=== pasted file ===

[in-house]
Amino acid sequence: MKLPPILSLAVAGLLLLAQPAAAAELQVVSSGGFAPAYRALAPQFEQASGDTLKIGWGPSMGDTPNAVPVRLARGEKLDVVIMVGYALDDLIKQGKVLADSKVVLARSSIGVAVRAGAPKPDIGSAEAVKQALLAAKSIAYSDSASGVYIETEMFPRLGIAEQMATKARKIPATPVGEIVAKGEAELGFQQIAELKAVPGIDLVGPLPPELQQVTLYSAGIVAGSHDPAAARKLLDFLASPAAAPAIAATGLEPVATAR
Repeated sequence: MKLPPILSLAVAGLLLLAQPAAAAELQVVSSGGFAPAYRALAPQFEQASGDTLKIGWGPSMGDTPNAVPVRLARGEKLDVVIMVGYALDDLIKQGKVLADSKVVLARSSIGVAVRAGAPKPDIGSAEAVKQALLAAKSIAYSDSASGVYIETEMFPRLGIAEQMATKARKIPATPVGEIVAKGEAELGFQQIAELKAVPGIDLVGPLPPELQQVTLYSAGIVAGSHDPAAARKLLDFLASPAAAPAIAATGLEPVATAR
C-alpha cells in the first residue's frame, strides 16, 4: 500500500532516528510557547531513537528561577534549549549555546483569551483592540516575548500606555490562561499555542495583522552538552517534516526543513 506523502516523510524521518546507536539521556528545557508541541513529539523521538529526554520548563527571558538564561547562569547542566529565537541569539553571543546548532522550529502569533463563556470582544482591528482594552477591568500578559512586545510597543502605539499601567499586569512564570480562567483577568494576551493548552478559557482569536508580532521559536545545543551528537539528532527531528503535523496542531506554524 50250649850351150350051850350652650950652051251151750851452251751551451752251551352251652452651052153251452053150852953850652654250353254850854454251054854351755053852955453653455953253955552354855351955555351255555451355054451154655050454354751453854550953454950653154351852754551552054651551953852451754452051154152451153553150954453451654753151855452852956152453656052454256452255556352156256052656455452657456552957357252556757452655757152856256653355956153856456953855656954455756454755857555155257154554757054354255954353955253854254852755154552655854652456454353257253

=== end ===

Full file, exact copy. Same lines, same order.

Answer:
[in-house]
Amino acid sequence: MKLPPILSLAVAGLLLLAQPAAAAELQVVSSGGFAPAYRALAPQFEQASGDTLKIGWGPSMGDTPNAVPVRLARGEKLDVVIMVGYALDDLIKQGKVLADSKVVLARSSIGVAVRAGAPKPDIGSAEAVKQALLAAKSIAYSDSASGVYIETEMFPRLGIAEQMATKARKIPATPVGEIVAKGEAELGFQQIAELKAVPGIDLVGPLPPELQQVTLYSAGIVAGSHDPAAARKLLDFLASPAAAPAIAATGLEPVATAR
Repeated sequence: MKLPPILSLAVAGLLLLAQPAAAAELQVVSSGGFAPAYRALAPQFEQASGDTLKIGWGPSMGDTPNAVPVRLARGEKLDVVIMVGYALDDLIKQGKVLADSKVVLARSSIGVAVRAGAPKPDIGSAEAVKQALLAAKSIAYSDSASGVYIETEMFPRLGIAEQMATKARKIPATPVGEIVAKGEAELGFQQIAELKAVPGIDLVGPLPPELQQVTLYSAGIVAGSHDPAAARKLLDFLASPAAAPAIAATGLEPVATAR
C-alpha cells in the first residue's frame, strides 16, 4: 500500500532516528510557547531513537528561577534549549549555546483569551483592540516575548500606555490562561499555542495583522552538552517534516526543513 506523502516523510524521518546507536539521556528545557508541541513529539523521538529526554520548563527571558538564561547562569547542566529565537541569539553571543546548532522550529502569533463563556470582544482591528482594552477591568500578559512586545510597543502605539499601567499586569512564570480562567483577568494576551493548552478559557482569536508580532521559536545545543551528537539528532527531528503535523496542531506554524 50250649850351150350051850350652650950652051251151750851452251751551451752251551352251652452651052153251452053150852953850652654250353254850854454251054854351755053852955453653455953253955552354855351955555351255555451355054451154655050454354751453854550953454950653154351852754551552054651551953852451754452051154152451153553150954453451654753151855452852956152453656052454256452255556352156256052656455452657456552957357252556757452655757152856256653355956153856456953855656954455756454755857555155257154554757054354255954353955253854254852755154552655854652456454353257253